It’s on a blazing summer day that I meet Sheer Mag, the Philadelphia indie rock band, at House of Vans, one of several large venues across the country where the company throws concerts and parties while also subtly reminding young people of some of the options available to them in the footwear industry. The New York version is a large converted warehouse in Greenpoint, Brooklyn, amid a thicket of still operational factories. Despite regularly hosting concerts, House of Vans is an ill-fitting space for an indie rock show. There is a makeshift skatepark in the back, with a bowl dug into the ground and some rails bolted to the floor, though it’s unclear if anyone actually skates there. Mostly, the venue feels like a soundstage—the sort of setting for a concert in a television show where some effects guy has to fill in the crowd during post-production.
Nonetheless, Sheer Mag are here, one day before flying to Europe for a string of shows, to play alongside the Providence punk band Downtown Boys and the Australian trio Royal Headache. So far into their careers, Sheer Mag have consciously avoided the trappings of upwardly mobile indie bands, including things like performing at the behest of a shoe brand. The group produces their own music—initially on a bedroom 8-track—and distributes it without a label. The same goes for their merch. Even my entering into their green room while the other bands soundcheck is a newfound intrusion, as the band has mostly avoided the press until now. (Singer Tina Halladay will at one point say with exasperation that a British publication asked to spend three hours with the band on an off day.) They don't seem to mind my presence, though, as they pass the time chatting about new Royal Headache material they're overhearing and whether they should wear new shoes gifted to them by Vans when they go onstage (they stick to what they brought).
But Sheer Mag has a new album out—their debut full-length Need to Feel Your Love, which they sell at the show a week before its release date because there’s no label to stop them—and so they are cautiously submitting themselves to the promotional Rube Goldberg machine. It’s a good thing, though, and I say that not as a journalist with an assignment but as a fan of their music. Need to Feel Your Love is an excellent record, one that reveals a band wonderfully out of step with their contemporaries. Though produced in a way that grounds them as affably lo-fi, Need to Feel Your Love has a rear-view vision of rock music, when the riffs were clean and catchy and the songwriting melodically driven. Thin Lizzy comparisons are common, and Halladay does have a Phil Lynott tattoo on her leg, but there are traces of Kiss and Chic, too.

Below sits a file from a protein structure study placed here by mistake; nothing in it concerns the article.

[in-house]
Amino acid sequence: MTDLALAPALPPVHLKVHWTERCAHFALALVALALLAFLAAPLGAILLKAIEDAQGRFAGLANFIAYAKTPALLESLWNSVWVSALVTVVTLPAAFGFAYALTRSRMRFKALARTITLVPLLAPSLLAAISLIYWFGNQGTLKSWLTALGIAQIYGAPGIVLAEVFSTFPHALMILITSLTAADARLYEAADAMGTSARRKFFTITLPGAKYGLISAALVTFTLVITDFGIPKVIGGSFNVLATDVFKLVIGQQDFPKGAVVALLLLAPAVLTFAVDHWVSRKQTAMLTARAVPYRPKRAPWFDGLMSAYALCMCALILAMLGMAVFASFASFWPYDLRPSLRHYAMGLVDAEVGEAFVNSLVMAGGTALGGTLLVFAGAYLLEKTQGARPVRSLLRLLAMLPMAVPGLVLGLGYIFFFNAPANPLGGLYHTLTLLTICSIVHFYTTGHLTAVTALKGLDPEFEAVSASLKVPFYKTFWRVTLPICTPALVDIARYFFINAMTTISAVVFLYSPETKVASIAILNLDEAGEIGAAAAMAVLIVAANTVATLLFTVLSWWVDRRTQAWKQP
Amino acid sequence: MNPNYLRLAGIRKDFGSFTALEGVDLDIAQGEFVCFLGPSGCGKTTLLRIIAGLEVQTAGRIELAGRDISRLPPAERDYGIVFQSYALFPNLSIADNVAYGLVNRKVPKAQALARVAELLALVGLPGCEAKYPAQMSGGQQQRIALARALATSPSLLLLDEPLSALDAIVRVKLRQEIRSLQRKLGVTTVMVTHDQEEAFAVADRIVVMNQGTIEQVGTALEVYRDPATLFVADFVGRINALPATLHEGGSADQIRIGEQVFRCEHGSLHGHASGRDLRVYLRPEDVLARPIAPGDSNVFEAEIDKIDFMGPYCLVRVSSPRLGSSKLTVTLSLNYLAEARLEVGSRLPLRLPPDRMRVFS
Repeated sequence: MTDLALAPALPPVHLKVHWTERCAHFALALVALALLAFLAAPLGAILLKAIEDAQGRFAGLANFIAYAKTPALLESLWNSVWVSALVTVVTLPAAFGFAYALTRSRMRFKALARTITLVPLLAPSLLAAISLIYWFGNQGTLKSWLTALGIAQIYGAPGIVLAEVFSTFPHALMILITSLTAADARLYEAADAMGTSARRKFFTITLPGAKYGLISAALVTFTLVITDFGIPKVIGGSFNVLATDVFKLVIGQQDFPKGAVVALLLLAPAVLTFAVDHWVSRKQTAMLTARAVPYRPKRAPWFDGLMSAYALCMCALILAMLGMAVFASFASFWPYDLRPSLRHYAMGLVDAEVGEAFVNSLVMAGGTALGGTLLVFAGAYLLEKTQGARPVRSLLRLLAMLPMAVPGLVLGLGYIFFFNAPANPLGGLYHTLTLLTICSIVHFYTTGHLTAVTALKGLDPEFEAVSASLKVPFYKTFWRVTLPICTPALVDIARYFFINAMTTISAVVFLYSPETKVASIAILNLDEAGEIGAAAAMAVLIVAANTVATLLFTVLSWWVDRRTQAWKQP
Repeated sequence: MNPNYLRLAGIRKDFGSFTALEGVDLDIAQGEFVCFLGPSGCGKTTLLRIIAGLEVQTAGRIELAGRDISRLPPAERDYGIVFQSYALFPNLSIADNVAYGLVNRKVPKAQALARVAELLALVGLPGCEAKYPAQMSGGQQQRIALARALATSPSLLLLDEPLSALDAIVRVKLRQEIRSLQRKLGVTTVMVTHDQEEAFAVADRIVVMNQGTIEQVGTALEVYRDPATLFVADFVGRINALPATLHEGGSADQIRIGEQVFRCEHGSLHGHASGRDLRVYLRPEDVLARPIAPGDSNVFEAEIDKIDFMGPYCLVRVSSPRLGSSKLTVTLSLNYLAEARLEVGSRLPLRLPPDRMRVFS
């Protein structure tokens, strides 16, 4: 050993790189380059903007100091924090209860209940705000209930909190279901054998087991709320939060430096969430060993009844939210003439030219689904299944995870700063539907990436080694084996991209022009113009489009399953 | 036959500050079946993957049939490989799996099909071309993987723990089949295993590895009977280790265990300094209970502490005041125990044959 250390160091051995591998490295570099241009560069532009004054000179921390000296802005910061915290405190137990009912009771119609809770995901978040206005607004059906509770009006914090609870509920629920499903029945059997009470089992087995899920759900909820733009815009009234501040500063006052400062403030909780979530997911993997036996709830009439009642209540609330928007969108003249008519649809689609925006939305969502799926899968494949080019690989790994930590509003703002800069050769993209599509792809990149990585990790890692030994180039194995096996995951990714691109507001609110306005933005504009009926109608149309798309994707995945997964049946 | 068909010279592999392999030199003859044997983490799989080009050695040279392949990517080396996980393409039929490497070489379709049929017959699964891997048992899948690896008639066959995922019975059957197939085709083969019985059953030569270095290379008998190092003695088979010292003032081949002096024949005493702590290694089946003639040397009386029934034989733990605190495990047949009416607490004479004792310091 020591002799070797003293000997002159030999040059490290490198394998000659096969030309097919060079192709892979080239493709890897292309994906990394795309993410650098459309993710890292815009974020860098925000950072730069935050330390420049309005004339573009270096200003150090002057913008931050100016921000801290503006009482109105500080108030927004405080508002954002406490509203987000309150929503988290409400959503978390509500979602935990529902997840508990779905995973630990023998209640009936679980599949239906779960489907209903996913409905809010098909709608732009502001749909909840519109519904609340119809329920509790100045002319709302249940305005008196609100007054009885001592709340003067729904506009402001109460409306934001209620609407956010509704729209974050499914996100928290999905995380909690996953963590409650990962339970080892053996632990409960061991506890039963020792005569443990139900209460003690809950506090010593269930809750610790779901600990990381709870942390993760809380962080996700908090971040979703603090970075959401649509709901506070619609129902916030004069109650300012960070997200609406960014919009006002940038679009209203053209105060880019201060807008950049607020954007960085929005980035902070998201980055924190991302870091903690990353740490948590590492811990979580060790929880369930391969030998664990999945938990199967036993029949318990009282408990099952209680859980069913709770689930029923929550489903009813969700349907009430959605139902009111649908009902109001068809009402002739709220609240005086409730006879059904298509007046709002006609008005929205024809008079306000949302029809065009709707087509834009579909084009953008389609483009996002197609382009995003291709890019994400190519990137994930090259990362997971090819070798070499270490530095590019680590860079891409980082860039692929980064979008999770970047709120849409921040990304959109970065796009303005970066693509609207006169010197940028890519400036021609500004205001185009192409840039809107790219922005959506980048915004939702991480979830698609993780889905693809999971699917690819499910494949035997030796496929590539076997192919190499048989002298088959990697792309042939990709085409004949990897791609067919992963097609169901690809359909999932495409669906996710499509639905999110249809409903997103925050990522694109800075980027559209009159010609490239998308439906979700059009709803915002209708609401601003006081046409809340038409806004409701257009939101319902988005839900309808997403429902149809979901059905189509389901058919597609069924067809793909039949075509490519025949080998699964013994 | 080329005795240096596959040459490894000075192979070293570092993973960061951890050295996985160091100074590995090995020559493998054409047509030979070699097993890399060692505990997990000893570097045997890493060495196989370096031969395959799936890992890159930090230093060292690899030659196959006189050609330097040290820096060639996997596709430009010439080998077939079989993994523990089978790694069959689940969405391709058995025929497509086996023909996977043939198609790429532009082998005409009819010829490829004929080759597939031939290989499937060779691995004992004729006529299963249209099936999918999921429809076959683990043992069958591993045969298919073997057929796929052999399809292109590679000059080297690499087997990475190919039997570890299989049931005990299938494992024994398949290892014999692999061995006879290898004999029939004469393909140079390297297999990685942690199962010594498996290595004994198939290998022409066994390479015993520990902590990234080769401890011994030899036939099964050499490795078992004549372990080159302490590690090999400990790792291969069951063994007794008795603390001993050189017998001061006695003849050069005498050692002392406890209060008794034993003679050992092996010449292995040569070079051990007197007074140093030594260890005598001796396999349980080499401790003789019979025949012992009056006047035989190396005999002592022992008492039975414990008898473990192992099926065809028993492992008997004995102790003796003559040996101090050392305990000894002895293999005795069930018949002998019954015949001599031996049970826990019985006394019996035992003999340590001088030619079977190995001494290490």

Where many of today’s indie rock bands are concerned with the crush of content or the ways in which technology has infected the motions of romance, the people in Sheer Mag’s songs often exist in a world before cell phones, where people met in bars and confronted each other in person. The band, though, are fairly typical millennials (we talk a lot about podcasts) who instead still find a certain power in the imagery of yore. Their retro aesthetics are balanced by politics that feel very of-the-moment.
The concept of protest music returned en vogue immediately after Donald Trump was elected president, despite warnings from critics that the George W. Bush era should be a reminder that art isn’t necessarily better in periods of strife. This seemed to be affirmed by the “Our First 100 Days Project,” which enlisted 100 indie acts to help release a song for the first three months of Trump’s presidency. The endeavor had noble intentions—for $30 you could download all 100 songs, with the money being re-routed to charities supporting causes like LGBT and women’s rights—but also was careful to not outline any blueprint for the next four years. Indeed, most of the project’s songs have nothing to do with politics at all. By contrast, much of Sheer Mag’s take “protest music” literally takes place at protests. Need to Feel Your Love is an album that sounds like a throwback yet has also arrived at the right time.
[caption id="attachment_id_252051"] Tawni Bannister for SPIN[/caption]
Sheer Mag formed in Philadelphia after the principal members—Halladay, brothers Kyle Seely (guitar) and Hart Seely (bass), and chief songwriter Matt Palmer, whose ages range from mid-20s to early-30s—wound up living in the same house after attending SUNY Purchase together in upstate New York, initially playing in separate bands before the Seely brothers asked Halladay and Palmer to help with some instrumental demos. Living in the Point Breeze neighborhood on Philly’s south side, the fledgling Sheer Mag immediately latched onto the issues that have come to define America’s major cities in these market-driven, growth-obsessed times: gentrification, shitty apartments, and so on. The song off their first 7-inch, released in 2014, titled “Point Breeze” goes, “The streets are changing / a white breeze blowing through them,” while their breakthrough single “Fan the Flames,” released in 2015, takes on run-down apartments overseen by neglectful landlords: “That’s the man you gotta give it to,” the song opens. “We pay him our rent to have a hole in our roofs.”
The individual members of Sheer Mag have been on this trajectory since they were kids. Hart Seely says that becoming a vegetarian in his teens was his “gateway drug to being a socialist/communist type.” (“A long journey in between those things,” he jokes.) He explains that he and Kyle grew up in a household where political arguments between them, their dad (“pretty left wing” but “too much a Democrat”), and their mom (“really conservative, not socially but just in a capitalist sense”) were frequent and fun, though it was clear to their parents where their politics were headed.